• 10. VALENCE Valence is the strength of an employee’s preference for a particular reward. Thus, salary increases, promotion, peer acceptance, recognition by supervisors, or any other reward might have more or less value to individual employees. Unlike expectancy and instrumentality, valences can be either positive or negative. If an employee has a strong preference for attaining a reward, valence is positive. At the other extreme, valence is negative. And if an employee is indifferent to a reward, valence is 0. The total range is from -1 to +1. Theoretically, a reward has a valence because it is related to an employee’s needs. Valence, then, provides a link to the need theories of motivation
  • 11. Vroom suggests that motivation, expectancy, instrumentality, and valence are related to one another by the equation Motivation = Expectancy x Instrumentality x Valence. The multiplier effect in the equation is significant. It means that higher levels of motivation will result when expectancy, instrumentality, and valence are all high than when they are all low. The multiplier assumption of the theory also implies that if any one of the three factors is zero, the overall level of motivation is zero. Therefore, for example, even if an employee believes that his/her effort will result in performance, which will result in reward, motivation will be zero if the valence of the reward he/she expects to receive is zero (i.e. if he/she believes that the reward he/she will receive for his/her effort has no value to him/her.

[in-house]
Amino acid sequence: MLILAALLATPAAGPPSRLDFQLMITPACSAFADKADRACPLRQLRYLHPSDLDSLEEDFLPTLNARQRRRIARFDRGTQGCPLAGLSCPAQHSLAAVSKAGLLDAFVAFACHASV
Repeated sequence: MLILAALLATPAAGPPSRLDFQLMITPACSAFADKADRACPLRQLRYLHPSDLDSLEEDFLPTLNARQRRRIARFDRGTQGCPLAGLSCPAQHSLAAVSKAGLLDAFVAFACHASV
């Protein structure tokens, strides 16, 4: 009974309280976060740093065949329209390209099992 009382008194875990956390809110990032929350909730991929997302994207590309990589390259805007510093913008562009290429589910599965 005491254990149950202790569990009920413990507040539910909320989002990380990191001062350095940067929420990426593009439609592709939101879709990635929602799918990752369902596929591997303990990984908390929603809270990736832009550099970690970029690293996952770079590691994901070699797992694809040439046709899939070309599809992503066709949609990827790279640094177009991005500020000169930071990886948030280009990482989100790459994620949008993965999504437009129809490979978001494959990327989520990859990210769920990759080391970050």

• 12. VROOM-YETTON DECISION MODEL • Decision making tree that enables a leader to examine a situation and determine which style or level of involvement to engage- Victor Vroom+ Philip Yetton+Arthur Jago. • The model helps us identify 5 different leadership styles.
  • 13. Decision Making Style Description Autocratic l (Al) Leader solves the problem along using information that is readily available to him/her Autocratic ll (All) Leader obtains additional information from group members, then makes decision alone. Group members may or may not be informed. Consultative l (Cl) Leader shares problem with group members individually, and asks for information and evaluation. Group members do not meet collectively, and leader makes decision alone. Consultative ll (Cll) Leader shares problem with group members collectively, but makes decision alone Group ll (Gll) Leader meets with group to discuss situation. Leader focuses and directs discussion, but does not impose will. Group makes final decision.
  • 14. MODEL
  • 15. THANK YOU